March 1, 2006 — Congressional Delegate Donna Christensen and Gov. Charles Turnbull squared off in Washington Wednesday over a bill to appoint a chief financial officer to the territory.
Christensen told the Senate Energy and Natural Resources Committee that her bill appointing a federal financial overseer was vital to solve systemic problems that led the islands "to the brink of fiscal collapse."
Turnbull countered by saying that the bill threatened the V.I. government's sovereignty and that much of the territory's financial problems had been fixed.
"The Government is not facing fiscal insolvency or collapse. There simply is no basis for removing from political accountability the essential functions of budget preparation and execution," Turnbull said.
Turnbull said he had eliminated 20 percent of government jobs since 1999 and increased revenues by 35 percent while limiting expenditures to a 4 percent increase.
"The budget is in balance. Revenues have increased while spending has been kept under control," he said.
Christensen acknowledged Turnbull's work, but said the "lax financial practices" that put the territory more than $1 billion in debt remain.
"We have come along way since I first introduced my bill, thanks in large part to a tremendous upswing in nearly all segments of our local economy. However, the practices that led us to the brink of fiscal collapse during down times still remain," she said.
The Senate hasn't scheduled a hearing for the bill, which the House passed unanimously last year.
Turnbull and Christensen united, however, in beseeching the Senate to change new U.S. Treasury rules they say threaten the Economic Development Commission program.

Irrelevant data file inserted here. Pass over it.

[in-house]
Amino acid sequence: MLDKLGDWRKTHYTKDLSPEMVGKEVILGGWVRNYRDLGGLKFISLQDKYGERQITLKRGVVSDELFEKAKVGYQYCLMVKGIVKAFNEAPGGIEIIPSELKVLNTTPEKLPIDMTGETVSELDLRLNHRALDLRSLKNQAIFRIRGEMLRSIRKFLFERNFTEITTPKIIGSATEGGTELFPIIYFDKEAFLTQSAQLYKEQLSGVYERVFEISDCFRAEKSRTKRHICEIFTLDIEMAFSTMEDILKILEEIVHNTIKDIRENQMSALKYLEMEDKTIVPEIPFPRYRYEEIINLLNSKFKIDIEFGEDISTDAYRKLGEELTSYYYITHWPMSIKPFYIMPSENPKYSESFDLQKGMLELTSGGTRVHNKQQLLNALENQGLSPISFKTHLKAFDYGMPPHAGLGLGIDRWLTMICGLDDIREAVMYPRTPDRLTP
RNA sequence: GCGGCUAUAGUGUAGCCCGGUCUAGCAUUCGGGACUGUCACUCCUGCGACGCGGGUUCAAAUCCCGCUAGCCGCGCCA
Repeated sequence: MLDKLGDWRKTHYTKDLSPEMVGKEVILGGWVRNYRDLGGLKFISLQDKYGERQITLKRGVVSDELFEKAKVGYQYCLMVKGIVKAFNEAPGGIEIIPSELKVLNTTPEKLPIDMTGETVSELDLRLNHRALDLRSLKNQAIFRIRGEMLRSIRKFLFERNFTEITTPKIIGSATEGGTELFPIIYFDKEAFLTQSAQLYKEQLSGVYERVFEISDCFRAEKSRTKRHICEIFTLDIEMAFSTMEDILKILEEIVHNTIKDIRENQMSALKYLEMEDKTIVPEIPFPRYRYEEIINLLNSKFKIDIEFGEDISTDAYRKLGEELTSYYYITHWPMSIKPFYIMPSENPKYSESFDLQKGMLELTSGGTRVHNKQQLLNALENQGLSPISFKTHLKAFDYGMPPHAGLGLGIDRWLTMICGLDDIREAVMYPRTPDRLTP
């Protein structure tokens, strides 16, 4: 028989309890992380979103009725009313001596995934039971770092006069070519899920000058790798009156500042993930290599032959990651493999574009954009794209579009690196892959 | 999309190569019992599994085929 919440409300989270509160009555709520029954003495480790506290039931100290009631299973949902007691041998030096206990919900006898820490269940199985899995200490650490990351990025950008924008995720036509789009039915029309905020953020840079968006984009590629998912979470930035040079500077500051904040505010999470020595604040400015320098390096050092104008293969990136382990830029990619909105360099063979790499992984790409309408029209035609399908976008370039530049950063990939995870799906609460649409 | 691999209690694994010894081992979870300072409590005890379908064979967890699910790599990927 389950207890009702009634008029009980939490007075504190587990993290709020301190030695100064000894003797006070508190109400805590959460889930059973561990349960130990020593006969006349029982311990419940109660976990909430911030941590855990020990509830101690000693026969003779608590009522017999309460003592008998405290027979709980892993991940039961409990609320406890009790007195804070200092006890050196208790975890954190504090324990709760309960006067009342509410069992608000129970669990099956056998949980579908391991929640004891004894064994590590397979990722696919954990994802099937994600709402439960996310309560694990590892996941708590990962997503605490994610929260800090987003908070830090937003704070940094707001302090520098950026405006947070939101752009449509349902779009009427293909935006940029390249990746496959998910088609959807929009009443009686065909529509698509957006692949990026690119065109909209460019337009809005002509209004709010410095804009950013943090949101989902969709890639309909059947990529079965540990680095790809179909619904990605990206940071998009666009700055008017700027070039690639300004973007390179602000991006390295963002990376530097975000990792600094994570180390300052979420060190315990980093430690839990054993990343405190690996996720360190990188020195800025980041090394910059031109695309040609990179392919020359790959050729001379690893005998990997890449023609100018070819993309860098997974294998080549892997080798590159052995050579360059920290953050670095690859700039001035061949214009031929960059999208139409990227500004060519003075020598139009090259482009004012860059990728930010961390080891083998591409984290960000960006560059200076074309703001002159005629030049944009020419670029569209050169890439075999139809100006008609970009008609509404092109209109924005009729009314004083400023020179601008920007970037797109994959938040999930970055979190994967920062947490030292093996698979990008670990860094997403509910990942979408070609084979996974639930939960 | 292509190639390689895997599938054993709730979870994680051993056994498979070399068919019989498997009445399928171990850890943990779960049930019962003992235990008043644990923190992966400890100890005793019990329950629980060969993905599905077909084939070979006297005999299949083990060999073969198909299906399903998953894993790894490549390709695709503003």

The program, which generated up to 20 percent of government revenues last year, promotes investment in the territory by allowing 90 percent tax breaks for qualified companies.
Congress changed the law governing the program in the American Jobs Creation Act of 2004, aimed at stopping tax evaders.
"I urge this committee to support our request for a legislative amendment to the Jobs Act to ensure fair and reasonable residency and income rules for our EDC program," Turnbull said.
Christensen said the new residency and source-income requirements went too far in protecting against abuses of the program.
"We believe Congress went farther than was needed in its attempt to deal with abuses in the program and as a consequence the entire program is at serious risk," she said.
David B. Cohen, deputy assistant secretary of the Interior for Insular Affairs, said the EDC program attracted many businesses to the territory, bringing large amounts of startup capital to build infrastructure and housing units.
"When Congress enacted the American Jobs Creation Act of 2004, however, it cast into doubt the future of the EDC program," Cohen said.
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